The aim of this study was to evaluate the effects of virtual reality (VR) treadmill training on the balance skills of patients who have had a stroke.
A total of 14 patients with strokes were recruited and randomly assigned to receive VR treadmill or traditional treadmill training. The outcome measures that were included for the study were center of pressure (COP) sway excursion, COP maximum sway in anterior-posterior direction, COP maximum sway in medial-lateral direction, COP sway area, bilateral limb-loading symmetric index, the sway excursion values for the paretic foot (sway excursion/P), paretic limb stance time (stance time/P), number of steps of the paretic limb (number of steps/P), and contact area of the paretic foot (contact A/P) during quiet stance, sit-to-stand transfer, and level walking.
There were no significant improvements in COP-related measures and symmetric index during the quiet stance, either in the VR treadmill or traditional treadmill training group (P > 0.05). However, the difference between groups after training in COP maximum sway in medial-lateral direction during the quiet stance was significant (P = 0.038). Traditional treadmill training failed to improve sit-to-stand performance, whereas VR treadmill training improved symmetric index (P = 0.028) and sway excursion (P = 0.046) significantly during sit-to-stand transfer. The changes of symmetric index between groups were markedly different (P = 0.045). Finally, both groups improved significantly in stance time/P, but only VR treadmill training increased contact A/P (P = 0.034) after training during level walking. The difference between groups during level walking was not significant.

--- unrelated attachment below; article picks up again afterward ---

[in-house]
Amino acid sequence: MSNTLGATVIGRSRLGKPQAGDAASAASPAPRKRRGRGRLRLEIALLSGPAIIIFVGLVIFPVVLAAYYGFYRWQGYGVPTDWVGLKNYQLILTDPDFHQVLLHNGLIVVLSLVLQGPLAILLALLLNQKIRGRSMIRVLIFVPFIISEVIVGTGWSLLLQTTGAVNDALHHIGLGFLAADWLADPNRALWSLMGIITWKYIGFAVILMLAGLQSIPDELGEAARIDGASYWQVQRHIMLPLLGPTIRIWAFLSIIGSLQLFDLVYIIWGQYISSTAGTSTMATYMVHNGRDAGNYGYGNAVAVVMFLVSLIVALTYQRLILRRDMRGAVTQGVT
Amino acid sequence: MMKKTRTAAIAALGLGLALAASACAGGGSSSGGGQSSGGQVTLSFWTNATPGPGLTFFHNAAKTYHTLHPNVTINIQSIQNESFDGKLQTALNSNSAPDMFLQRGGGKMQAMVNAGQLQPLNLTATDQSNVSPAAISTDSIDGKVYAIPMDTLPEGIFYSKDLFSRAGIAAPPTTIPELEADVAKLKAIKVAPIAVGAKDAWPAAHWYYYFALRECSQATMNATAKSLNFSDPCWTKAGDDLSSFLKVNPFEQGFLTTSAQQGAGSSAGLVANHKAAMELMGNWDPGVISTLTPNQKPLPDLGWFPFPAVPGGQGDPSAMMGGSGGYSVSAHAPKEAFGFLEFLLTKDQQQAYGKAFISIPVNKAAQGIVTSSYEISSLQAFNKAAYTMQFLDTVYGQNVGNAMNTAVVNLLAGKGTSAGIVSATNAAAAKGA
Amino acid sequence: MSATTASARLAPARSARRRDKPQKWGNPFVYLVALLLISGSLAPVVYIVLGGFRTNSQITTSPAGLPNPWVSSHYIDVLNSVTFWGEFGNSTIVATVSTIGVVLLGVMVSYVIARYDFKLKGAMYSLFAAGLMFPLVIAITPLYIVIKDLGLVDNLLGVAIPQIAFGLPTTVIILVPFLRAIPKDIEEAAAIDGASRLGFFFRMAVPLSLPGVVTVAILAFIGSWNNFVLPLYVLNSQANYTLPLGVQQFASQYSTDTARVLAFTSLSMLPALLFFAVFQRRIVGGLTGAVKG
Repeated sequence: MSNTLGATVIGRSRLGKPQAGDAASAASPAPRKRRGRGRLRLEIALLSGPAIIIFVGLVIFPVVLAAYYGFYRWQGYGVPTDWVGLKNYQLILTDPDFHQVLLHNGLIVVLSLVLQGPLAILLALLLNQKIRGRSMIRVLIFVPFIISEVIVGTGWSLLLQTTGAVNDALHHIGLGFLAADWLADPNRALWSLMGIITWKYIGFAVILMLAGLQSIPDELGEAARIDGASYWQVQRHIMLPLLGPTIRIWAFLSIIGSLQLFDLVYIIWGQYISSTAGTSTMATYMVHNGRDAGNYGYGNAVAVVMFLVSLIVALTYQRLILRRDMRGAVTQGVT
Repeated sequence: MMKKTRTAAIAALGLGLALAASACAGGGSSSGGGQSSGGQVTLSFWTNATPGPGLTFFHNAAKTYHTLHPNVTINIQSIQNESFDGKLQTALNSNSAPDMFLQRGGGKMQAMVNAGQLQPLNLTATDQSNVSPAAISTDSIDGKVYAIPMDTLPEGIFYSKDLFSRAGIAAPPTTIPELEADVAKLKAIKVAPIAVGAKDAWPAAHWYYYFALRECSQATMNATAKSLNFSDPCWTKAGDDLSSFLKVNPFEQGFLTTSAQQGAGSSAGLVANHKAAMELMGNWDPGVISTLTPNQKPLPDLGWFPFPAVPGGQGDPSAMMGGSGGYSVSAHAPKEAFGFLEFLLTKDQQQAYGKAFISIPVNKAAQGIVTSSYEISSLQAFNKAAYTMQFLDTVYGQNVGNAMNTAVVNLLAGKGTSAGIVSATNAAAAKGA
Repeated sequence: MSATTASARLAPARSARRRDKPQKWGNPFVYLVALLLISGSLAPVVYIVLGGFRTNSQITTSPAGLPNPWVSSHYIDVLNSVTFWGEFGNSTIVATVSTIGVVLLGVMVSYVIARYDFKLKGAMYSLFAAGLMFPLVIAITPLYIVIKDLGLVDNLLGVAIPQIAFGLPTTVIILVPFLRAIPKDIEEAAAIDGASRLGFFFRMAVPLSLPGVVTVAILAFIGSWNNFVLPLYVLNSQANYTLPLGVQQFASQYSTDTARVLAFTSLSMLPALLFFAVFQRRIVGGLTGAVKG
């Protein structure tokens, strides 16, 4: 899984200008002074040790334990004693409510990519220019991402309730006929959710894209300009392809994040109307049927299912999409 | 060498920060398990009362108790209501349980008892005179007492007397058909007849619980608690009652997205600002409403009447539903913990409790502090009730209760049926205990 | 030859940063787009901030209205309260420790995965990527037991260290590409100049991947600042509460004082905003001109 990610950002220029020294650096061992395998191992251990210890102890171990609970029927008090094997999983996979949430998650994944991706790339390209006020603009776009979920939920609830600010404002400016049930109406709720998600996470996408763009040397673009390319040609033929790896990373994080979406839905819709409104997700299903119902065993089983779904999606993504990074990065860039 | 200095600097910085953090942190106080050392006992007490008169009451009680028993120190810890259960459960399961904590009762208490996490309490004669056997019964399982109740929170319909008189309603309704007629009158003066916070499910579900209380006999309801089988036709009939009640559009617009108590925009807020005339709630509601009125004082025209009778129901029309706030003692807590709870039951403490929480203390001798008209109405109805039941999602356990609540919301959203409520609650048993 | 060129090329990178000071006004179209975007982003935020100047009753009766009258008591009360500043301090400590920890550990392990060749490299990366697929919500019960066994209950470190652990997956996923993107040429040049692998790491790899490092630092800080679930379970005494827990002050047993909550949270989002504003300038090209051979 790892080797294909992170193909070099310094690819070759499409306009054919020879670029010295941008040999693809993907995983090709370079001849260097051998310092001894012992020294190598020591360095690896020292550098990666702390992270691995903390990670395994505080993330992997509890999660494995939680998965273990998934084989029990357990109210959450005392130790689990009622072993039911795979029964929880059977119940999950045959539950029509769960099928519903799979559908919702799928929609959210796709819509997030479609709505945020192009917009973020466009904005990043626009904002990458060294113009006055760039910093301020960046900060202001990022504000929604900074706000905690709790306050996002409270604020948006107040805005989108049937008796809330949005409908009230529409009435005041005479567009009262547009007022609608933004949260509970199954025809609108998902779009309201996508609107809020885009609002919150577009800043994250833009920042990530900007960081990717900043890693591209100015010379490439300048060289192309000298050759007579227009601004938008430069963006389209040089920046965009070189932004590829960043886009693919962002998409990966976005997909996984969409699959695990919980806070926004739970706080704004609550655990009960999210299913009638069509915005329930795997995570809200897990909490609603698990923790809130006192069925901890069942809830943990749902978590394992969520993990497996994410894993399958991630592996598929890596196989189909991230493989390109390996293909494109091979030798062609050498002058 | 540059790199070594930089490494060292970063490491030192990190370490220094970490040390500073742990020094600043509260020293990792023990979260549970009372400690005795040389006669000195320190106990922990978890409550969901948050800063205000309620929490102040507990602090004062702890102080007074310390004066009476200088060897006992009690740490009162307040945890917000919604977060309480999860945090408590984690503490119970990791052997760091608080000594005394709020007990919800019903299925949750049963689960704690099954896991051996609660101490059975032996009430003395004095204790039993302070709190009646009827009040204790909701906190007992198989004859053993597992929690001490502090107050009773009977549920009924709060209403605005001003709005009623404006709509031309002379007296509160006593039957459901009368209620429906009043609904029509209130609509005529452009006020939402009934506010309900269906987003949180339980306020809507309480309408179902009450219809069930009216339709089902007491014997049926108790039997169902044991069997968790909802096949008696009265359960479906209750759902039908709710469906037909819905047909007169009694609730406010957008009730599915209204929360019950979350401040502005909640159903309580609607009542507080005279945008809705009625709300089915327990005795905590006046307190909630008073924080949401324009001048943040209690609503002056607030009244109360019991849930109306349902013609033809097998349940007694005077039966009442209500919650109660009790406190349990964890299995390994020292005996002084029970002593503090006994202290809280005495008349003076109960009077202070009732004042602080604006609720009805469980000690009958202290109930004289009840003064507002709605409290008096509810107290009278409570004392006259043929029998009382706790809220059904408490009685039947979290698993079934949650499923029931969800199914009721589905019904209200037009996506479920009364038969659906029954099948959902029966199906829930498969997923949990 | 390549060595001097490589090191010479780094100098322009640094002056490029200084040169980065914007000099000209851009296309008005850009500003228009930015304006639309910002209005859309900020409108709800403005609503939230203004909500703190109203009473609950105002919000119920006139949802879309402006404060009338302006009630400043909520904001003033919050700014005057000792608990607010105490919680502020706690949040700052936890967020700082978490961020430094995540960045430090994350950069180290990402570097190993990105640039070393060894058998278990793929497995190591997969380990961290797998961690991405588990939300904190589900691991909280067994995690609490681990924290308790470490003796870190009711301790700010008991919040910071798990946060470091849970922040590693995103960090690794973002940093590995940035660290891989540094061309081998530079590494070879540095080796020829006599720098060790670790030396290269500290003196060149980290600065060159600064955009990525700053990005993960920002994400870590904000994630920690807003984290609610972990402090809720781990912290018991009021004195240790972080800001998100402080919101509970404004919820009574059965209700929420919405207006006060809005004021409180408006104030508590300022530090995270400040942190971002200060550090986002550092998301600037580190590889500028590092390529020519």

Neither traditional treadmill nor VR treadmill training had any effect on balance skill during quiet stance, but VR treadmill training improved balance skill in the medial-lateral direction better than traditional training did. VR treadmill training also improved balance skill during sit-to-stand transfers and the involvement of paretic limb in level walking more than the traditional one did.
From the Institute of Biomedical Engineering, National Yang-Ming University, Taipei (SY, W-HH, Y-CT); Rehabilitation Medicine, Cheng-Hsin Rehabilitation Medical Center, Taipei (F-KL); Department of Rehabilitation, Shin Kong Wu Ho-Su Memorial Hospital, Taipei (L-FH); and Department of Occupational Therapy, Chang Gung University, Tao-Yuan, Taiwan (J-SC).
All correspondence and requests for reprints should be addressed to: Jen-Suh Chern, PhD, Department of Occupational Therapy, Chang Gung University, No. 259, Wen-Hwa 1st Rd, Kwei-Shan Township, Taoyuan County, Taiwan 333.
Financial disclosure statements have been obtained, and no conflicts of interest have been reported by the authors or by any individuals in control of the content of this article.
Supported by the National Science Council of the Republic of China through Grants NSC89-2614-B010-004-M47 and NSC90-2614-B010-002-M47.
Reported, in part, at the 4th Congress of Biomechanics, Calgary, Canada, August 4, 2002.